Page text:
Singapore, Jun 30 (EFE).- During an interview with the BBC, Singaporean Interior Minister K. Shanmugam defended the April execution of a prisoner with intellectual disabilities convicted of drug trafficking, saying that in the fight against drugs capital punishment “saves lives.”
On the BBC’s “Hardtalk” program broadcast Wednesday, the minister said drug use is a “very serious” problem in Southeast Asia, and that “thousands of lives are at stake,” arguing that there is evidence that capital punishment against drug traffickers is a deterrent.
The case of the Malaysian Nagaenthran Dharmalingam, with intellectual disabilities, provoked a campaign by various NGOs to obtain his pardon but he was finally executed amid criticism from Malaysia, the United Nations, the European Union and the United States.
“The execution of a drug trafficker is a tragedy, the millions of deaths from drug abuse is a statistic. It is like that,” the minister said in the interview.
K.Shanmugam criticized the presenter, Stephen Sackur, for focusing on Nagaenthran for being a man with proven intellectual disability, a deficiency that the Singapore courts did not admit.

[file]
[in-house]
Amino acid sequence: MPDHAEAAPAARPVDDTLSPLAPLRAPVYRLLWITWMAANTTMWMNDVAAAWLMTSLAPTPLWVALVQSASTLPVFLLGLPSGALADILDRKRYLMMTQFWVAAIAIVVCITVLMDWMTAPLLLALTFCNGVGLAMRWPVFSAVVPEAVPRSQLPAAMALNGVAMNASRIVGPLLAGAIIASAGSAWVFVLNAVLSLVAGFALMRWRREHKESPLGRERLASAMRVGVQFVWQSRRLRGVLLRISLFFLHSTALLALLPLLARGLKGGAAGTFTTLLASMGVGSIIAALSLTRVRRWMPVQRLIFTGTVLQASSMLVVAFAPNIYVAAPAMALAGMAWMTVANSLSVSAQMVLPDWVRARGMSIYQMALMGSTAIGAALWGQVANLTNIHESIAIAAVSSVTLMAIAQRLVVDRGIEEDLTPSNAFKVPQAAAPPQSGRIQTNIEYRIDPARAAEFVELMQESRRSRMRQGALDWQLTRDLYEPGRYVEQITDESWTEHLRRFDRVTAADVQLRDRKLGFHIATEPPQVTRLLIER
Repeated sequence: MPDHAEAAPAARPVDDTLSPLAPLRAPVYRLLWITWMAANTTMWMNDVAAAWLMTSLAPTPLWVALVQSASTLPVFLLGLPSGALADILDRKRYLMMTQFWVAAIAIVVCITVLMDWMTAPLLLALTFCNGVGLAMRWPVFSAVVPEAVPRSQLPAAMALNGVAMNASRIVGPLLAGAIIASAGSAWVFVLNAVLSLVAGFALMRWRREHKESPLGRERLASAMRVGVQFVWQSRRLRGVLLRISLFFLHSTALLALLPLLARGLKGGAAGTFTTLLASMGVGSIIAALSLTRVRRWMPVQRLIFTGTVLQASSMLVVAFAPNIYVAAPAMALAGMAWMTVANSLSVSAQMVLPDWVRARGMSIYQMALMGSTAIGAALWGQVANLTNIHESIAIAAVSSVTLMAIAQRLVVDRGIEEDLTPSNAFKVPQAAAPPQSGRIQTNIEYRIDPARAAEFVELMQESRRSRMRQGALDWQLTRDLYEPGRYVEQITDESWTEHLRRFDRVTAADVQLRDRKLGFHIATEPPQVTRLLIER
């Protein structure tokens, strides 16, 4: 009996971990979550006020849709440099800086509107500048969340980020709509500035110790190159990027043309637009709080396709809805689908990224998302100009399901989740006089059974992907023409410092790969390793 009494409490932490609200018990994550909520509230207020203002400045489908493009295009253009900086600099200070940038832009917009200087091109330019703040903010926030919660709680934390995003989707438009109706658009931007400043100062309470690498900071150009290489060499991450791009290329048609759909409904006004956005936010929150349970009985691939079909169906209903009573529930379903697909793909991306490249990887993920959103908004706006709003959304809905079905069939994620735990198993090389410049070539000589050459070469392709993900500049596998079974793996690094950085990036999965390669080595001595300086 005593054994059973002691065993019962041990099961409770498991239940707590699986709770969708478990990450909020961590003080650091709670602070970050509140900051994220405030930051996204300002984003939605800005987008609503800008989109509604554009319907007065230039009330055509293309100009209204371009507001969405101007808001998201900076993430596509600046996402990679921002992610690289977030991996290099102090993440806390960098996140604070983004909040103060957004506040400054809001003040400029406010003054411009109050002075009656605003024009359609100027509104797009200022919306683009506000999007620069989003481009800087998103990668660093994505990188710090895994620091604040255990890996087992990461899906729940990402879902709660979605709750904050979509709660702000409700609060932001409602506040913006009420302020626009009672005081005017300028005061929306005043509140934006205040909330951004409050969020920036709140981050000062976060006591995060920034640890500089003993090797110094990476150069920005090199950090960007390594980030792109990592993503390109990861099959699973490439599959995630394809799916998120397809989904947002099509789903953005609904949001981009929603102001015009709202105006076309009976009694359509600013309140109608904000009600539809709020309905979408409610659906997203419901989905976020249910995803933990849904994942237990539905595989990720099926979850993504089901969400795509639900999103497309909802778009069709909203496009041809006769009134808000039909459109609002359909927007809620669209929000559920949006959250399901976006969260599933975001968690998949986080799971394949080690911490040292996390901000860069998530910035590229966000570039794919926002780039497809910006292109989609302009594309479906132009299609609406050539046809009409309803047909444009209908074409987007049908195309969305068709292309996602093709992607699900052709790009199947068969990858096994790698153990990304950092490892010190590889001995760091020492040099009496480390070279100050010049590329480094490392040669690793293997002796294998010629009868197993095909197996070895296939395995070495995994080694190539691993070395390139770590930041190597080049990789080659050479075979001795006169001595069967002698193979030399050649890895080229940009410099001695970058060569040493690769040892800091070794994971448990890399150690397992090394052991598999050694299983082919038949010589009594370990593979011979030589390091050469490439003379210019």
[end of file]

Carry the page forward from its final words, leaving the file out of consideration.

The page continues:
According to the politician, in the 1990s Singapore arrested 6,000 people a year for drug-related offenses, while the figure has now fallen by half.
“The trafficker wants to make money. But he, you know, is destroying the lives of consumers, their families…” the minister said.
Groups against the death penalty say, however, that there are no statistics that support that the death penalty curbs the consumption of narcotics.
Singapore has one of the most draconian laws on the planet against drug use and trafficking, which punishes in most cases with the death penalty, carried out by hanging and in a very opaque way, without revealing all those affected .
Anti-death penalty activists warn that death row is virtually saturated and that Singapore could speed up several pending executions, with at least two taking place so far this year, including that of Nagaenthran. EFE